plied them with questions. An inventory was taken of everything; nothing
escaped their searching eyes. When the king decided to suppress the
lesser monasteries, and ordered a new visitation of the larger ones,
they seized and sold all they could lay their hands on; "stained glass,
ironwork, bells, altar-cloths, candles, books, beads, images, capes,
brewing-tubs, brass bolts, spits for cooking, kitchen utensils, plates,
basins, all were turned into money." Many valuable books were destroyed;
jewels and gold and silver clasps were torn from old volumes, and the
paper sold as waste; parchment manuscripts were used to scour tubs and
grease boots. Out of the wreck about a hundred and thirty thousand
manuscripts have been saved. It must be admitted that the commissioners
were not delicate in their labors; that they insulted many nuns, robbed
the monks, violated the laws of decency and humanity, and needlessly
excited the rage of the people and outraged the religious sentiments of
the Catholics. They even used sacred altar-cloths for blankets on their
horses, and rode across the country decorated in priestly and monkish
garments. There seems to be some ground for the statement that Henry was
ignorant, or at least not fully informed, of their unwarranted violence
and gross sacrilege. The abbey of Glastonbury was one of the oldest and
finest cloisters in England. It was a majestic pile of buildings in the
midst of gardens and groves covering sixty acres; its aisles were vocal
with the chanting of monks, who marched in gorgeous processions among
the tall, gray pillars. The exterior of the buildings was profusely
decorated with sculpture; monarchs, temple knights, mitered abbots,
martyrs and apostles stood for centuries in their niches of stone while
princes came and passed away, while kingdoms rose and fell. The nobles
and bishops of the realm were laid to rest beneath the altars around
which many generations of monks had assembled to praise and to pray. The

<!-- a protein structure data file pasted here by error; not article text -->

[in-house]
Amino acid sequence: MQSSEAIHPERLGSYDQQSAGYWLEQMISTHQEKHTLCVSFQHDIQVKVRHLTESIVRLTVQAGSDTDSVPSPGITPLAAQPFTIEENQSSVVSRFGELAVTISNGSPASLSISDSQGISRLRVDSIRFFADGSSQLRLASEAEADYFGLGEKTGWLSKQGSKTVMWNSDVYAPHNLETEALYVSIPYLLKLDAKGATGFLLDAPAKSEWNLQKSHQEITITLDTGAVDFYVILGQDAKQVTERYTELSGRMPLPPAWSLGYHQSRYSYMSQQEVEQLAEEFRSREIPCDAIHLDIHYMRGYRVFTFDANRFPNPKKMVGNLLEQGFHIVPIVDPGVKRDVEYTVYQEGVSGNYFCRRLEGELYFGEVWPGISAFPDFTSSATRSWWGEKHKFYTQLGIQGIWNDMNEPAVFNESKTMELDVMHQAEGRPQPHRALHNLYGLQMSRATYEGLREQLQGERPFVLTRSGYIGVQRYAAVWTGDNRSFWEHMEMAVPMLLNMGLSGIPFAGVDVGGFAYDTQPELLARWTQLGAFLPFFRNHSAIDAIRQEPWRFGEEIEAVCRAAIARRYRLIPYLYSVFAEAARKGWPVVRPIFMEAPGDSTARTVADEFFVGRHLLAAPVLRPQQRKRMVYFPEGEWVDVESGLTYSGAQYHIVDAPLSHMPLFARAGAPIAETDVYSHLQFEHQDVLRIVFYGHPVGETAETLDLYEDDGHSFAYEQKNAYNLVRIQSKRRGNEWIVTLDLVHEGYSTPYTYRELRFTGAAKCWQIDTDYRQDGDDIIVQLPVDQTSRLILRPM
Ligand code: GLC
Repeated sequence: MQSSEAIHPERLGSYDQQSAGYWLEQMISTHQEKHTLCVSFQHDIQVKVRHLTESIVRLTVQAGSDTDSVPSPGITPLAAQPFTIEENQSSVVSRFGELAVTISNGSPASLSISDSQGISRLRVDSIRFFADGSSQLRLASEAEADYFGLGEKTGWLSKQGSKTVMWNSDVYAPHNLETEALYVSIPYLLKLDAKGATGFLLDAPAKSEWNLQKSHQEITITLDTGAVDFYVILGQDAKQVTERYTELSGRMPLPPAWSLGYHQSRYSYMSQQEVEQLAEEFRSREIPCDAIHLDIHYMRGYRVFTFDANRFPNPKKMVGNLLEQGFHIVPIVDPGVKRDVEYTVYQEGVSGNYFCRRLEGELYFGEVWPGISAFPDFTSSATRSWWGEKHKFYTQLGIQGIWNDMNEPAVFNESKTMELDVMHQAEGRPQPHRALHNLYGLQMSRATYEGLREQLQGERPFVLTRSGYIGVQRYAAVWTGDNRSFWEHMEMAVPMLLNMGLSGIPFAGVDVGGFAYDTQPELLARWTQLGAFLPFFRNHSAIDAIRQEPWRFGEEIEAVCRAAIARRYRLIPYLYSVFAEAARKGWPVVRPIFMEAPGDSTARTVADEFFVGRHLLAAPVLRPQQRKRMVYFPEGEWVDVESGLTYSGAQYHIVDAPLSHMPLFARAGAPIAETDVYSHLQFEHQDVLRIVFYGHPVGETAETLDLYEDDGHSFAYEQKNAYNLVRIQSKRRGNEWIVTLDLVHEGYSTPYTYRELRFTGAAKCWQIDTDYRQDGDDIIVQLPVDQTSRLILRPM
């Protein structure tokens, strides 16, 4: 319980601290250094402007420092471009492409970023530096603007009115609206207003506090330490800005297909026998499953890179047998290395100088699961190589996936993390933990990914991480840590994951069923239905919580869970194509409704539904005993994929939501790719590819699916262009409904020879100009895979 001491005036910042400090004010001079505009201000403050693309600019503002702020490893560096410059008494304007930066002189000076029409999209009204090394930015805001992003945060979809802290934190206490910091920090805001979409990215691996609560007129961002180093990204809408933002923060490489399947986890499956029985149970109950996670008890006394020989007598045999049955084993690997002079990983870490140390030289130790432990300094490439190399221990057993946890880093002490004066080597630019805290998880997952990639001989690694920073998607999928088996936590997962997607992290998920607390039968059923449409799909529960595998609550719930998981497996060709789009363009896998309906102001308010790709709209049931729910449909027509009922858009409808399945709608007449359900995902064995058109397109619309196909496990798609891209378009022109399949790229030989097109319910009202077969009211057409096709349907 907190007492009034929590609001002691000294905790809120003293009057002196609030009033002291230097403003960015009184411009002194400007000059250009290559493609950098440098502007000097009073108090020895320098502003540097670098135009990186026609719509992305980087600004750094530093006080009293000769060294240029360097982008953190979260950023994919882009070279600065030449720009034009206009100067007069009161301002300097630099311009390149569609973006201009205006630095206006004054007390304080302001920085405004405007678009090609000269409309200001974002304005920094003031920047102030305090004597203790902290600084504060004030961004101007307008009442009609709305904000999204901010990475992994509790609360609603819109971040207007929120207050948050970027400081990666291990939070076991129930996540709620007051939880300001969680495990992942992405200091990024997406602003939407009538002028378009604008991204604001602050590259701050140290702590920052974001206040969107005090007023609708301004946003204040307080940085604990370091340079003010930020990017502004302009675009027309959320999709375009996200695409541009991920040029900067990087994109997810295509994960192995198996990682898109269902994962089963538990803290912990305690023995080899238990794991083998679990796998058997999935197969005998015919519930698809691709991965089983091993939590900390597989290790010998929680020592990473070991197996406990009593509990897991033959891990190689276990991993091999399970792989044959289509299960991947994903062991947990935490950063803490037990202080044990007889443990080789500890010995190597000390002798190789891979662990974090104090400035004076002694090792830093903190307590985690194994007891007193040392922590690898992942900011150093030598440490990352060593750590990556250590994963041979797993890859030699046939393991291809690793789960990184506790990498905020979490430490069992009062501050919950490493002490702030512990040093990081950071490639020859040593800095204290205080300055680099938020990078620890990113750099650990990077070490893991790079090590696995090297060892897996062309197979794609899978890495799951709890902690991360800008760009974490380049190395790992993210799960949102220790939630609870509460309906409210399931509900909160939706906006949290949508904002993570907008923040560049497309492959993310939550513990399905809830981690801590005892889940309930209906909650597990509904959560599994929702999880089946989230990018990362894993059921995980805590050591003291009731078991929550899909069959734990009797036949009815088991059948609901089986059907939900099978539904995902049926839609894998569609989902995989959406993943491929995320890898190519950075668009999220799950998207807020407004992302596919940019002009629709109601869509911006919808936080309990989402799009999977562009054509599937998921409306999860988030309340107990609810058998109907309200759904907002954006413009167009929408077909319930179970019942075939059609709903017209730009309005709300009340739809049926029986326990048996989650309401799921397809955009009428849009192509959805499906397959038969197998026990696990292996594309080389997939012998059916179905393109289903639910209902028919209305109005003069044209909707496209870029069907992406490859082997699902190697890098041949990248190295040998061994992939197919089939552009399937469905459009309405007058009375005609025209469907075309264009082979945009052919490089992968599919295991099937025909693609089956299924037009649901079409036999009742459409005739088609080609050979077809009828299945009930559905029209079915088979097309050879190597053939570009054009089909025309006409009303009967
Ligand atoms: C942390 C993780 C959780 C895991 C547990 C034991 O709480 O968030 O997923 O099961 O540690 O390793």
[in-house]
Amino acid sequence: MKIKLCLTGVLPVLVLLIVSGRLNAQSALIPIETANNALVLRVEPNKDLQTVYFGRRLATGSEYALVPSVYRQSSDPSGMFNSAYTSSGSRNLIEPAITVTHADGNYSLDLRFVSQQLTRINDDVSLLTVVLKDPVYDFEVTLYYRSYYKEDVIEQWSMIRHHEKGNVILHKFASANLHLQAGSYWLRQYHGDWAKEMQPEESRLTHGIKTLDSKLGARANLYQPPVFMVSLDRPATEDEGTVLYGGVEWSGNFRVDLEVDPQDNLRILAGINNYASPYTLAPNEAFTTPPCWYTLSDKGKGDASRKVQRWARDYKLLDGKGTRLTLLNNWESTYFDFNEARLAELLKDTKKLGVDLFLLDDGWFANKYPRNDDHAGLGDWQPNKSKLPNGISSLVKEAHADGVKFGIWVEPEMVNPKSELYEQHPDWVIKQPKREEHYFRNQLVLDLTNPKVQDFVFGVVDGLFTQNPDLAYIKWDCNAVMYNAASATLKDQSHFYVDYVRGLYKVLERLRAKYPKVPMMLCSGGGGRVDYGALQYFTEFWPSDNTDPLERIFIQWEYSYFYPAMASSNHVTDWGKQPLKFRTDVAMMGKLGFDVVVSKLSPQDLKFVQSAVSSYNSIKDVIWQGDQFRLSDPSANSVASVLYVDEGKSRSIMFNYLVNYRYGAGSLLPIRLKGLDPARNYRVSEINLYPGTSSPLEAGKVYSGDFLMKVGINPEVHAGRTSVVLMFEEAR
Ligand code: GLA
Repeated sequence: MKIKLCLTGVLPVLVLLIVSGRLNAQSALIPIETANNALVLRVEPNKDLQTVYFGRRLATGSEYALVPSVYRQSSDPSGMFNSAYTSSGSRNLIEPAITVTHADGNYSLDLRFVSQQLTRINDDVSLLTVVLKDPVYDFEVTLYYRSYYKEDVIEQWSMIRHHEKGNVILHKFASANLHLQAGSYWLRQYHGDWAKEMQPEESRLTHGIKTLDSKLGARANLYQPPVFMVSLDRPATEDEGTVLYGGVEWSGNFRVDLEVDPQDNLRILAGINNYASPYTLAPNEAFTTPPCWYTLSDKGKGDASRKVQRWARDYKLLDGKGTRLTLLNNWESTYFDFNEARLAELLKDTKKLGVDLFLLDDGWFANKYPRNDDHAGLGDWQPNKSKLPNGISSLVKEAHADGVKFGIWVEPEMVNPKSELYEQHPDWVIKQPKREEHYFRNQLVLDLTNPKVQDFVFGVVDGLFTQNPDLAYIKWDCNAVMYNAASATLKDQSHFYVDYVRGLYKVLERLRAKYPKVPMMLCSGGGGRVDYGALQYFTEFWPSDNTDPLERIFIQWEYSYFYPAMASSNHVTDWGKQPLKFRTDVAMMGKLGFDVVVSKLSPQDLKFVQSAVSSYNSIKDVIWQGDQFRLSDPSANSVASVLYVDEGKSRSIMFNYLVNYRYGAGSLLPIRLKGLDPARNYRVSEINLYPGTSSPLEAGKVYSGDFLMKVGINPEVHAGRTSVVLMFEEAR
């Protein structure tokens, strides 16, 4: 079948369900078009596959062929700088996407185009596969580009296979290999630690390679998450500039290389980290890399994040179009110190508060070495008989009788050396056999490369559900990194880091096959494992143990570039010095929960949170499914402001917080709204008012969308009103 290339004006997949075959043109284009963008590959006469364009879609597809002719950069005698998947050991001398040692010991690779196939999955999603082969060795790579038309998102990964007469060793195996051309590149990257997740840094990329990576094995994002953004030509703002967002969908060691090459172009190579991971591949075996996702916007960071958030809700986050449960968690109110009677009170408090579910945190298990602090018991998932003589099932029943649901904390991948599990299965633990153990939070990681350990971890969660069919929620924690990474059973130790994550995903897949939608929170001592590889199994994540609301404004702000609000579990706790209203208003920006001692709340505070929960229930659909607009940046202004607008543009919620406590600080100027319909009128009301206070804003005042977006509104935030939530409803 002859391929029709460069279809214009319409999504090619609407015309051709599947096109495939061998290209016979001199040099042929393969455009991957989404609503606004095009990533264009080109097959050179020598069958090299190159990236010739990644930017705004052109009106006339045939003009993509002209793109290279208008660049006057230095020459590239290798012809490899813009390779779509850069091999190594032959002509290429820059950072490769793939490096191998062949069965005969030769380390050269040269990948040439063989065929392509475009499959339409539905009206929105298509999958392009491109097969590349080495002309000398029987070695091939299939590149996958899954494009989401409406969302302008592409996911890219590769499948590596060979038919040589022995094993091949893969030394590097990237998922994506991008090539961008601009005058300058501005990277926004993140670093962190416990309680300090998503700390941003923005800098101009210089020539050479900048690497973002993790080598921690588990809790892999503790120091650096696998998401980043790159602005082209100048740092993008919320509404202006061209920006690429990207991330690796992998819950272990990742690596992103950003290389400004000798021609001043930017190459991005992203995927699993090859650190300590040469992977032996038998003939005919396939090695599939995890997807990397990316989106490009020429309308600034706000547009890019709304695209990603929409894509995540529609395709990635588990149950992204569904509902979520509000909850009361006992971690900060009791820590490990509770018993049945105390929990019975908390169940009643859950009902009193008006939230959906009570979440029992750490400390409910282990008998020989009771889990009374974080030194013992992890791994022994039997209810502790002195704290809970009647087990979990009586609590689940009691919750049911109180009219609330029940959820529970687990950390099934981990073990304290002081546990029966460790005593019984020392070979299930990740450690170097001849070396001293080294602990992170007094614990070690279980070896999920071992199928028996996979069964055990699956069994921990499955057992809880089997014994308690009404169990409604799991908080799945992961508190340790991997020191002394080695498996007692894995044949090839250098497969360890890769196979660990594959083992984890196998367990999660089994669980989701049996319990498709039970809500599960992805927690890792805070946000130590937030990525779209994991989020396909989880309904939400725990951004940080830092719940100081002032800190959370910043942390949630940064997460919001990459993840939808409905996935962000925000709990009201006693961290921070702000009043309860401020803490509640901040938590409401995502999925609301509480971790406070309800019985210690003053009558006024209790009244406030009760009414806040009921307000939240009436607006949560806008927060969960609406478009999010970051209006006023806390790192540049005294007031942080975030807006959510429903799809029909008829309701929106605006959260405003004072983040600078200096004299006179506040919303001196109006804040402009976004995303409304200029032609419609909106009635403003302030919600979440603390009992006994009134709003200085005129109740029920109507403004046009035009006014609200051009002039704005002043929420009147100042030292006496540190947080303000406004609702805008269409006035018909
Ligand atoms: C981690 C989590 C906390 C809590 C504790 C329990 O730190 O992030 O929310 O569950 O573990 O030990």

royal commissioners one day appeared before the walls. The abbot,
Richard Whiting, who was then eighty-four years of age, was at
Sharphorn, another residence of the community. He was brought back and
questioned. At night when he was in bed, they searched his study for
letters and books, and they claimed to have found a manuscript of
Whiting's arguments against the divorce of the king and Queen Catharine;
it had never been published; they did not know whether the venerable
abbot had such intent or not. Stephen declares the spies themselves
brought the book into the library. However, the abbot was chained to a
cart and taken to London. The abbey had immense wealth; every Wednesday
and Friday it fed and lodged three hundred boys; it was esteemed very
highly in the neighborhood and received large donations from the knights
in the vicinity. The abbot was accused of treason for concealing the
sacred vessels; he was old, deaf, and sick, but was allowed no counsel.
He asked permission to take leave of his monks, and many little
orphans; Russell and Layton only laughed. The people heard of his
captivity and determined "to deliver or avenge" their favorite, but
Russell hanged half a dozen of them and declared that "law, order and
loyalty were vindicated." Whiting's body was quartered, and the pieces
sent to Wells, Bath, Chester and Bridgewater, while his head, adorned
with his gray hairs clotted by blood, was hung over the abbey gate.

_The Report of the Commissioners_

The original report of the commissioners does not exist. Burnet declares
that he saw an extract from it, concerning one hundred and forty-four
houses, which contained the most revolting revelations. Many of the
commissioners' letters and various documents touching the suppression
have been collected and published by the Camden Society. Waiving, for
the present, the inquiry into the truth of the report, it was in
substance as follows:

The commissioners reported about one-third of the houses to be fairly
well conducted, some of them models of excellent management and pure
living; but the other two-thirds were charged with looseness beyond
description. The number of inmates in some cloisters was kept below the
required number, that there might be more money to divide among the
monks. The number of servants sometimes exceeded that of the monks.
Abbots bought and sold land in a fraudulent manner; gifts for
hospitality were misapplied; licentiousness, gaming and drinking
prevailed extensively. Crime and absolution for gold went hand in hand.
One friar was said to have been the proud father of an illegitimate
family of children, but he had in his possession a forged license from
the pope, who permitted his wandering, "considering his frailty."
Froude, in commenting upon the report, says: "If I were to tell the
truth, I should have first to warn all modest eyes to close the book and
read no farther."

All sorts of pious frauds were revealed. At Hales the monks claimed to